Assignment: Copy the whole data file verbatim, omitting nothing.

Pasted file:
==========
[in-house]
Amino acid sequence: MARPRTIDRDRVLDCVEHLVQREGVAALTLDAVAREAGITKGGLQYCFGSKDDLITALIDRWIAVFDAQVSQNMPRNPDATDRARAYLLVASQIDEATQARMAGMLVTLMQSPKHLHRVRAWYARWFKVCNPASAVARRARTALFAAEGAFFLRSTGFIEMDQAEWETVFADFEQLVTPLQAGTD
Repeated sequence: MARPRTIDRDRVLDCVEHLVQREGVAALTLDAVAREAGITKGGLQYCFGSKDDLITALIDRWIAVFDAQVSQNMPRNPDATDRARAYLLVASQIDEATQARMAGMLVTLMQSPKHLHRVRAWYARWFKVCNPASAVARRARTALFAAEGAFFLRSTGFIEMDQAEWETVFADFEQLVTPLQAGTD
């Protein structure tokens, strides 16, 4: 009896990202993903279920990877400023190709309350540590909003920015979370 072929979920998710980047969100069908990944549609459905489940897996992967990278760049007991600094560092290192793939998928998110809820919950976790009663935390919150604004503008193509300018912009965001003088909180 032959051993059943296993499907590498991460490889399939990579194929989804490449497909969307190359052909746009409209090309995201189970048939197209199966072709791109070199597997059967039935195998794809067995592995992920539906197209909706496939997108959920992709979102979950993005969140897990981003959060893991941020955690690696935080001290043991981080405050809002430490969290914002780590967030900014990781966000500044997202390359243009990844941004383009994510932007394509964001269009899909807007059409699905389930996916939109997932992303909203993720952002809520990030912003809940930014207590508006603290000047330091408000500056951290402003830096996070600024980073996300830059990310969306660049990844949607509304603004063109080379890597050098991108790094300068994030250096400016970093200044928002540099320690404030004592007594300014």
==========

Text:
[in-house]
Amino acid sequence: MARPRTIDRDRVLDCVEHLVQREGVAALTLDAVAREAGITKGGLQYCFGSKDDLITALIDRWIAVFDAQVSQNMPRNPDATDRARAYLLVASQIDEATQARMAGMLVTLMQSPKHLHRVRAWYARWFKVCNPASAVARRARTALFAAEGAFFLRSTGFIEMDQAEWETVFADFEQLVTPLQAGTD
Repeated sequence: MARPRTIDRDRVLDCVEHLVQREGVAALTLDAVAREAGITKGGLQYCFGSKDDLITALIDRWIAVFDAQVSQNMPRNPDATDRARAYLLVASQIDEATQARMAGMLVTLMQSPKHLHRVRAWYARWFKVCNPASAVARRARTALFAAEGAFFLRSTGFIEMDQAEWETVFADFEQLVTPLQAGTD
């Protein structure tokens, strides 16, 4: 009896990202993903279920990877400023190709309350540590909003920015979370 072929979920998710980047969100069908990944549609459905489940897996992967990278760049007991600094560092290192793939998928998110809820919950976790009663935390919150604004503008193509300018912009965001003088909180 032959051993059943296993499907590498991460490889399939990579194929989804490449497909969307190359052909746009409209090309995201189970048939197209199966072709791109070199597997059967039935195998794809067995592995992920539906197209909706496939997108959920992709979102979950993005969140897990981003959060893991941020955690690696935080001290043991981080405050809002430490969290914002780590967030900014990781966000500044997202390359243009990844941004383009994510932007394509964001269009899909807007059409699905389930996916939109997932992303909203993720952002809520990030912003809940930014207590508006603290000047330091408000500056951290402003830096996070600024980073996300830059990310969306660049990844949607509304603004063109080379890597050098991108790094300068994030250096400016970093200044928002540099320690404030004592007594300014």